The 3001-series autoracks were the first in the industry and what I modeled using styrene racks on Athearn 80' flats. The space between decks was the hardest part. My first few racks had too much spacing and didn't meet the NMRA height clearance gauge. I hit the tops of tunnels at the Severna Park C&A layout. Later racks had the proper spacings. The freight car diagram books includes dimensions for both the 3001-series tripple deckers and the 3300-series double deckers. I built some models of them too. They were used to haul trucks. The late-afternoon wb train through Dixon, MO (my home town) was mostly loaded autoracks from the Chrysler plant in Valley Park. Remember when Chrysler actually sold cars? Their engineering staff levels are back to what they were in the 1930's. Their test track is about 15 miles from where I live.

    I did the artwork (AutoCad) for Tom Stolte, and he produced a fantastic OddBalls decal set for these autoracks.

    That was back when I had energy for modeling and before old age and poor eyesight took over.

    Modelers - build while you are young and can see.

  14. meteor910

    meteor910 2009 Engineer of the Year Staff Member Supporter

    Doug -

    The NMOT collection guide lists SLSF 3000 as being built (in 21 days!) by Pullman Standard in early 1960 from a design created by the SLSF engineering department. It was the very first triple-level auto-rack. It's initial success in testing prompted the Frisco to order 129 more. SLSF 3000 was donated to NMOT by the Frisco in 1977.

    Length was 88ft-5in. Height was 16ft-11in empty, 18ft-4in loaded. The SLSF company pic is attached, no doubt loaded with some of the Chrysler Fenton plant's finest 1960 beauties.


    ps - BTW, nice work on those OddBall SLSF autorack decals!

    Attached Files:

  15. meteor910

    meteor910 2009 Engineer of the Year Staff Member Supporter

    I echo Doug's comment. Yesterday I scheduled cataract surgery for my right eye for early November. Hopefully, I'll then be able to put black grabirons into black holes on black Red Caboose and Intermountain tank car kits again! I've done very little modeling work since last winter.

    Getting old is bad, but it beats all known alternatives! ;)

  16. Rick McClellan

    Rick McClellan 2009 Engineer of the Year


    I know what you mean about the cataract surgery. I need the same thing. Until I can afford it, the Wal-Mart readers are keeping me in the game. The most difficult parts to attach are the black parts on a black car going into a black hole. Pretty tough.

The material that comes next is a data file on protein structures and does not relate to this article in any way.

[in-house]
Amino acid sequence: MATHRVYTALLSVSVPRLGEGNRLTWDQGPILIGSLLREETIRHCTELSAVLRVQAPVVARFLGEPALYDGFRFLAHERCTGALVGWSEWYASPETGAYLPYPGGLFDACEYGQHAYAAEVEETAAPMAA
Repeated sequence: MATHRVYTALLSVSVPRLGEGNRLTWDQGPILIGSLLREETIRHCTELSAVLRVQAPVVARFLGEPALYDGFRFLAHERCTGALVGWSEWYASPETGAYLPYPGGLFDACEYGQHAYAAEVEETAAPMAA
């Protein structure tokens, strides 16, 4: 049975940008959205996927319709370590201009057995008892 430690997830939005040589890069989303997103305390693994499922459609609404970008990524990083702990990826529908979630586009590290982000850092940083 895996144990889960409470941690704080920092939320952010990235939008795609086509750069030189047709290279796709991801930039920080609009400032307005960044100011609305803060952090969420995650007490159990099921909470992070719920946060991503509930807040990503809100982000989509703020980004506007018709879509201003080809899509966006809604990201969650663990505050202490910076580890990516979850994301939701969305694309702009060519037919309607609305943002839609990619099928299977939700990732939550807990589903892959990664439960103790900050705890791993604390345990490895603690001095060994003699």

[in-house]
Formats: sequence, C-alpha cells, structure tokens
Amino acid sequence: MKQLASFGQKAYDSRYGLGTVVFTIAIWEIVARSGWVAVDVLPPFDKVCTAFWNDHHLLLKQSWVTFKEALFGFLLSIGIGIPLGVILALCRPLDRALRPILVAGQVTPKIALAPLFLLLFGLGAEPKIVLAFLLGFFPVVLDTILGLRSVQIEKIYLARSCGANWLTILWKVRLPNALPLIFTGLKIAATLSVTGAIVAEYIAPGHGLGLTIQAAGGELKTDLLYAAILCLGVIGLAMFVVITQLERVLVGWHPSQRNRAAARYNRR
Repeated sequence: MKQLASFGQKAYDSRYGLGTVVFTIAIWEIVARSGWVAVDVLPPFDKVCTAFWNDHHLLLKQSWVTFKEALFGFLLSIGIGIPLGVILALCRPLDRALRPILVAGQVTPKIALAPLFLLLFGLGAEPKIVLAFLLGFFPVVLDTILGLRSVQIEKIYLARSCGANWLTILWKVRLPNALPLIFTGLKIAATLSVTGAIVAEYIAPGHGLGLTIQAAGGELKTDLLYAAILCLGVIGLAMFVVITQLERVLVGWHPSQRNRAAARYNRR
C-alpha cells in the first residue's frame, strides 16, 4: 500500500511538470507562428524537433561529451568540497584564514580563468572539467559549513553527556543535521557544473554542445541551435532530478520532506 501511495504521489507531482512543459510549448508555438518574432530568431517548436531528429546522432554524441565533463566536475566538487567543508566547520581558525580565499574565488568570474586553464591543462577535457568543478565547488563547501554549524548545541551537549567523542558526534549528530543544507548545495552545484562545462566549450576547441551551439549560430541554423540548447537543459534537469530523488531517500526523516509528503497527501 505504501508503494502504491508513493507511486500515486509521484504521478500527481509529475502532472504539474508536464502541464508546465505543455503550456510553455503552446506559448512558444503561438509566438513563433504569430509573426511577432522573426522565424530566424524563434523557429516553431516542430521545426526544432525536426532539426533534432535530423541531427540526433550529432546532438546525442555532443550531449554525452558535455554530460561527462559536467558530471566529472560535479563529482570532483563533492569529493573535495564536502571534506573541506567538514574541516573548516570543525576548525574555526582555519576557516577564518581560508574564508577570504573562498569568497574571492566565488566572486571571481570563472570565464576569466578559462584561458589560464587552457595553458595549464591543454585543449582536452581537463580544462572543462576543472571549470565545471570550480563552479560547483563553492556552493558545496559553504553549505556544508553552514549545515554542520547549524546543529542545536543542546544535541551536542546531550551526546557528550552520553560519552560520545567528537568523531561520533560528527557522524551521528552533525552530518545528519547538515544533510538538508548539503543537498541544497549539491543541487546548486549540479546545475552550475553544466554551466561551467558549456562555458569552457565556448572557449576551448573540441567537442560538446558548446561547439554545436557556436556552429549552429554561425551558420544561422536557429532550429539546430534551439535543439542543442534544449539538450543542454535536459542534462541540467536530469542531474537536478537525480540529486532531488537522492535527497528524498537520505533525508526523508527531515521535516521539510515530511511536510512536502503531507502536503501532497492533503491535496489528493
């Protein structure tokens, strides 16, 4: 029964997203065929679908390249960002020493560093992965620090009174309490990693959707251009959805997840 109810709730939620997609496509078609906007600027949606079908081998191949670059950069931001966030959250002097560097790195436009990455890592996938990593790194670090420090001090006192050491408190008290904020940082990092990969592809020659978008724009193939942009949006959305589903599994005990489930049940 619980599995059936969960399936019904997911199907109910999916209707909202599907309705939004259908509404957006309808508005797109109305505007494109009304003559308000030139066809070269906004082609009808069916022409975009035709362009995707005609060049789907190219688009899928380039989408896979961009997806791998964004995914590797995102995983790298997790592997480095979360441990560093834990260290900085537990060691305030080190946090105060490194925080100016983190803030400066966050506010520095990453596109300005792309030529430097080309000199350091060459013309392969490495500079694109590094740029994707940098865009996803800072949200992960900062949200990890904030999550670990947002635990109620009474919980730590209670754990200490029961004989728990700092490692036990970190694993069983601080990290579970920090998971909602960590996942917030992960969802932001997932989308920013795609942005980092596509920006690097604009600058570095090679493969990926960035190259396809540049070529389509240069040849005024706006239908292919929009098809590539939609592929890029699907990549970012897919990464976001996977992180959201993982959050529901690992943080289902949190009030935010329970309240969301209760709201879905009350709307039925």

With today's ready-to-run cars I don't assemble near as many cars although I find a good kit now and then. I have several resin kits I need to tackle and a lot of buildings, so I need to be able to see.

    I agree with Doug, build while you are young because your eyes will start loosing their ability to zoom in close after age 40 or so.

    Build IT on the Frisco!

  17. bob_wintle

    bob_wintle Member Supporter

    YOu fellows are correct build when you are younger. Then you can have more time to just run the trains. I too have trouble with black on black. Even putting a black shoe string through a black shoe is difficult for me. I have very poor vision but can see up close very well. For some reason though when the color is either black or dark blue everything meshes together even up close. Combine that with the tips of my fingers not having any feeling makes modeling tougher each year. So yes do it while your young.
    Bob Wintle
    Last edited by a moderator: Sep 5, 2009
  18. Sirfoldalot

    Sirfoldalot Supporter Supporter

    That is why I went up to "O" Scale.
    Now I am considering "G" around the yard.

    Maybe I shyould skip all the in betweens and just go play with the real thing. :D Except they have no Frisco stuff. :mad:
  19. Iantha_Branch

    Iantha_Branch Member

    That would be great. Only you couldn't build your buildings in less than 1 hour. WEll, if you wanted to go 1:1 scale, you could always repaint.
  20. yardmaster

    yardmaster Administrator Staff Member Administrator Supporter

    Doug, Ken, Rick, El Bobo and All -
    OT, but thanks for the warning. I say the clock is probably ticking on me; I swear my night vision is not what it used to be. Frankly my hearing is more of an issue than eyesight these days.

    Doug-your auto rack and the story from Mr. Grayson are both priceless! My thanks for sharing.

    Ken, good luck with your surgery. It's amazing what they can do nowadays - I think my one of my kindfolk called her eye surgery some 20 years ago her "eye butchering." I dare hope that yours is much easier! :)

    Best Regards,